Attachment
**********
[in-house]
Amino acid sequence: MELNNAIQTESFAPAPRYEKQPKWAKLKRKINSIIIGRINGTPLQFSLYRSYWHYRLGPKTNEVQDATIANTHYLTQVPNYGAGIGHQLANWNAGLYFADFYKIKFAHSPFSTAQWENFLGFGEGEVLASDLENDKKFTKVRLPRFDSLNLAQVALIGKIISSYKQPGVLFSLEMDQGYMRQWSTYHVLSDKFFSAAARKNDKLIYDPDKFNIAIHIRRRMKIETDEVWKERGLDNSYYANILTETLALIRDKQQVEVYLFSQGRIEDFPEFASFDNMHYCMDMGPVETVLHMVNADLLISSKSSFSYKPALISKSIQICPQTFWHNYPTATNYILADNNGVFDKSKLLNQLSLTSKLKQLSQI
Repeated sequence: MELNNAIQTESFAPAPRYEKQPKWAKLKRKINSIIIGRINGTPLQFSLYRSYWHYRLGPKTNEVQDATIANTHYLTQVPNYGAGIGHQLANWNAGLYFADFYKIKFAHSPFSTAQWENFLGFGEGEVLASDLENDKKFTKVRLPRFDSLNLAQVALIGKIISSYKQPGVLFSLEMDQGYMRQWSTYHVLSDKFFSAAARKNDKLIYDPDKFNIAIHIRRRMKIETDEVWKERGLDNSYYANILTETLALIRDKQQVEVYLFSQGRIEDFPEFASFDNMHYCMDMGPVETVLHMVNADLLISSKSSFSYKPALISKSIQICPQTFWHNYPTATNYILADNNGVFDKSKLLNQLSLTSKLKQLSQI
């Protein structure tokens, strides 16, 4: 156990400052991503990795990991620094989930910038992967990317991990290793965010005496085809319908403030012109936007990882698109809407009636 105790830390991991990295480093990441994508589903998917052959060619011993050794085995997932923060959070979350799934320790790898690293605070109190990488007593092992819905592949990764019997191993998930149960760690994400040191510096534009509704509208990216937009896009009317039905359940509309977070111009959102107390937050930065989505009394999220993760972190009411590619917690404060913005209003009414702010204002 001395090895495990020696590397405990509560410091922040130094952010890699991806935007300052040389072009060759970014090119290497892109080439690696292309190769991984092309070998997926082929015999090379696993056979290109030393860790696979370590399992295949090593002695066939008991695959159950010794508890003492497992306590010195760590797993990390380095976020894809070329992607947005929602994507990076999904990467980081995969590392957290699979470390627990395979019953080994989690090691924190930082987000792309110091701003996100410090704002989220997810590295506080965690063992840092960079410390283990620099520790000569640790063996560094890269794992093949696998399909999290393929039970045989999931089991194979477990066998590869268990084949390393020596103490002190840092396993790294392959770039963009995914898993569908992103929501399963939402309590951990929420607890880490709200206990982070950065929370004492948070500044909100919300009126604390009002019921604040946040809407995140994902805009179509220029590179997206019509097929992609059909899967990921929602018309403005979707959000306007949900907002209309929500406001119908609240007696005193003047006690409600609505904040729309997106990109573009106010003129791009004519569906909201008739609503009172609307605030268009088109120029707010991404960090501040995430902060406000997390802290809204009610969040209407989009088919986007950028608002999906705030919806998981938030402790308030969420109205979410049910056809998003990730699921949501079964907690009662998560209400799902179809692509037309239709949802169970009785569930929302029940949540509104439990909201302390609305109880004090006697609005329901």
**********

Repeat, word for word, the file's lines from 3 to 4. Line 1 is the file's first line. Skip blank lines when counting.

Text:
Repeated sequence: MELNNAIQTESFAPAPRYEKQPKWAKLKRKINSIIIGRINGTPLQFSLYRSYWHYRLGPKTNEVQDATIANTHYLTQVPNYGAGIGHQLANWNAGLYFADFYKIKFAHSPFSTAQWENFLGFGEGEVLASDLENDKKFTKVRLPRFDSLNLAQVALIGKIISSYKQPGVLFSLEMDQGYMRQWSTYHVLSDKFFSAAARKNDKLIYDPDKFNIAIHIRRRMKIETDEVWKERGLDNSYYANILTETLALIRDKQQVEVYLFSQGRIEDFPEFASFDNMHYCMDMGPVETVLHMVNADLLISSKSSFSYKPALISKSIQICPQTFWHNYPTATNYILADNNGVFDKSKLLNQLSLTSKLKQLSQI
């Protein structure tokens, strides 16, 4: 156990400052991503990795990991620094989930910038992967990317991990290793965010005496085809319908403030012109936007990882698109809407009636 105790830390991991990295480093990441994508589903998917052959060619011993050794085995997932923060959070979350799934320790790898690293605070109190990488007593092992819905592949990764019997191993998930149960760690994400040191510096534009509704509208990216937009896009009317039905359940509309977070111009959102107390937050930065989505009394999220993760972190009411590619917690404060913005209003009414702010204002 001395090895495990020696590397405990509560410091922040130094952010890699991806935007300052040389072009060759970014090119290497892109080439690696292309190769991984092309070998997926082929015999090379696993056979290109030393860790696979370590399992295949090593002695066939008991695959159950010794508890003492497992306590010195760590797993990390380095976020894809070329992607947005929602994507990076999904990467980081995969590392957290699979470390627990395979019953080994989690090691924190930082987000792309110091701003996100410090704002989220997810590295506080965690063992840092960079410390283990620099520790000569640790063996560094890269794992093949696998399909999290393929039970045989999931089991194979477990066998590869268990084949390393020596103490002190840092396993790294392959770039963009995914898993569908992103929501399963939402309590951990929420607890880490709200206990982070950065929370004492948070500044909100919300009126604390009002019921604040946040809407995140994902805009179509220029590179997206019509097929992609059909899967990921929602018309403005979707959000306007949900907002209309929500406001119908609240007696005193003047006690409600609505904040729309997106990109573009106010003129791009004519569906909201008739609503009172609307605030268009088109120029707010991404960090501040995430902060406000997390802290809204009610969040209407989009088919986007950028608002999906705030919806998981938030402790308030969420109205979410049910056809998003990730699921949501079964907690009662998560209400799902179809692509037309239709949802169970009785569930929302029940949540509104439990909201302390609305109880004090006697609005329901």